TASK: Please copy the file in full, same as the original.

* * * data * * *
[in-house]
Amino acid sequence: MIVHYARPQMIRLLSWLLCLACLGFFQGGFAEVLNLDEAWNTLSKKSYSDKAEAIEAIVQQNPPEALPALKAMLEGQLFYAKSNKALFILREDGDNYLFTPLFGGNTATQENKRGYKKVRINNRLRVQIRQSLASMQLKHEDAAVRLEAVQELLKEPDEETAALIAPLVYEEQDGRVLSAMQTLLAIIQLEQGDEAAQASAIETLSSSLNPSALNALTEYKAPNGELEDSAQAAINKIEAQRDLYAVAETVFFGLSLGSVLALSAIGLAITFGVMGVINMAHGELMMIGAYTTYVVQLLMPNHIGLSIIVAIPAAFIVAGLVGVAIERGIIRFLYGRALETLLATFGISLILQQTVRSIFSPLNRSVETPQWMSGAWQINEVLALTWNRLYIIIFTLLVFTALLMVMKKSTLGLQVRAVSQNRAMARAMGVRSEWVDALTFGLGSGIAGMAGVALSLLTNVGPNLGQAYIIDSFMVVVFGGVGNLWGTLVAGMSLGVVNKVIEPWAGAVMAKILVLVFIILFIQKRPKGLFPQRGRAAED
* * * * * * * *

[in-house]
Amino acid sequence: MIVHYARPQMIRLLSWLLCLACLGFFQGGFAEVLNLDEAWNTLSKKSYSDKAEAIEAIVQQNPPEALPALKAMLEGQLFYAKSNKALFILREDGDNYLFTPLFGGNTATQENKRGYKKVRINNRLRVQIRQSLASMQLKHEDAAVRLEAVQELLKEPDEETAALIAPLVYEEQDGRVLSAMQTLLAIIQLEQGDEAAQASAIETLSSSLNPSALNALTEYKAPNGELEDSAQAAINKIEAQRDLYAVAETVFFGLSLGSVLALSAIGLAITFGVMGVINMAHGELMMIGAYTTYVVQLLMPNHIGLSIIVAIPAAFIVAGLVGVAIERGIIRFLYGRALETLLATFGISLILQQTVRSIFSPLNRSVETPQWMSGAWQINEVLALTWNRLYIIIFTLLVFTALLMVMKKSTLGLQVRAVSQNRAMARAMGVRSEWVDALTFGLGSGIAGMAGVALSLLTNVGPNLGQAYIIDSFMVVVFGGVGNLWGTLVAGMSLGVVNKVIEPWAGAVMAKILVLVFIILFIQKRPKGLFPQRGRAAED